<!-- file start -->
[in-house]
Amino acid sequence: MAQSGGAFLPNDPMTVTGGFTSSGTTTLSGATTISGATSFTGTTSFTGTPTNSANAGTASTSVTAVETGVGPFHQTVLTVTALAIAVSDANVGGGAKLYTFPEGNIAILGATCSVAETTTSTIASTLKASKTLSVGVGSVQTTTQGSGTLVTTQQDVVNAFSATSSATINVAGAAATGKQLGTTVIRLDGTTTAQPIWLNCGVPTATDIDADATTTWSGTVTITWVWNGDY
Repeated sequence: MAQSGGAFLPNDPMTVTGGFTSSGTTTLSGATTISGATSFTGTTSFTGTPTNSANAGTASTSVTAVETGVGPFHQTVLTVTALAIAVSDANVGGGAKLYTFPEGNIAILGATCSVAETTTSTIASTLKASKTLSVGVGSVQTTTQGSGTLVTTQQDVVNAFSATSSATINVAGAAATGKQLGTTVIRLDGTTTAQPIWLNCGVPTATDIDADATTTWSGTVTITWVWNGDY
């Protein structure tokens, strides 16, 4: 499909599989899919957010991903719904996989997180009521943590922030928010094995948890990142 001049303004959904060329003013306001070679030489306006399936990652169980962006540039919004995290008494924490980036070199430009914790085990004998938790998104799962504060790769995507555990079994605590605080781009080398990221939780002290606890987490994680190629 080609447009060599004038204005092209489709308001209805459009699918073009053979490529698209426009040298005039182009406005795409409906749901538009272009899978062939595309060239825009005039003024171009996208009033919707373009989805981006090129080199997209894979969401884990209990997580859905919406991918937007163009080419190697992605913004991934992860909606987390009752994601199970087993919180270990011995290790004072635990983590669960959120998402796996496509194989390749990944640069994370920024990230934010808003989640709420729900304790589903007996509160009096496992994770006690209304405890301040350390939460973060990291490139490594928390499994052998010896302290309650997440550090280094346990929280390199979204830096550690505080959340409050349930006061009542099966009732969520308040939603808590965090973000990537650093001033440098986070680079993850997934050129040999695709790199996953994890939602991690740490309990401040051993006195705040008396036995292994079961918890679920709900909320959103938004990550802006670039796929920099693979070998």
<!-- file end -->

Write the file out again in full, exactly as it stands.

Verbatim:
[in-house]
Amino acid sequence: MAQSGGAFLPNDPMTVTGGFTSSGTTTLSGATTISGATSFTGTTSFTGTPTNSANAGTASTSVTAVETGVGPFHQTVLTVTALAIAVSDANVGGGAKLYTFPEGNIAILGATCSVAETTTSTIASTLKASKTLSVGVGSVQTTTQGSGTLVTTQQDVVNAFSATSSATINVAGAAATGKQLGTTVIRLDGTTTAQPIWLNCGVPTATDIDADATTTWSGTVTITWVWNGDY
Repeated sequence: MAQSGGAFLPNDPMTVTGGFTSSGTTTLSGATTISGATSFTGTTSFTGTPTNSANAGTASTSVTAVETGVGPFHQTVLTVTALAIAVSDANVGGGAKLYTFPEGNIAILGATCSVAETTTSTIASTLKASKTLSVGVGSVQTTTQGSGTLVTTQQDVVNAFSATSSATINVAGAAATGKQLGTTVIRLDGTTTAQPIWLNCGVPTATDIDADATTTWSGTVTITWVWNGDY
């Protein structure tokens, strides 16, 4: 499909599989899919957010991903719904996989997180009521943590922030928010094995948890990142 001049303004959904060329003013306001070679030489306006399936990652169980962006540039919004995290008494924490980036070199430009914790085990004998938790998104799962504060790769995507555990079994605590605080781009080398990221939780002290606890987490994680190629 080609447009060599004038204005092209489709308001209805459009699918073009053979490529698209426009040298005039182009406005795409409906749901538009272009899978062939595309060239825009005039003024171009996208009033919707373009989805981006090129080199997209894979969401884990209990997580859905919406991918937007163009080419190697992605913004991934992860909606987390009752994601199970087993919180270990011995290790004072635990983590669960959120998402796996496509194989390749990944640069994370920024990230934010808003989640709420729900304790589903007996509160009096496992994770006690209304405890301040350390939460973060990291490139490594928390499994052998010896302290309650997440550090280094346990929280390199979204830096550690505080959340409050349930006061009542099966009732969520308040939603808590965090973000990537650093001033440098986070680079993850997934050129040999695709790199996953994890939602991690740490309990401040051993006195705040008396036995292994079961918890679920709900909320959103938004990550802006670039796929920099693979070998």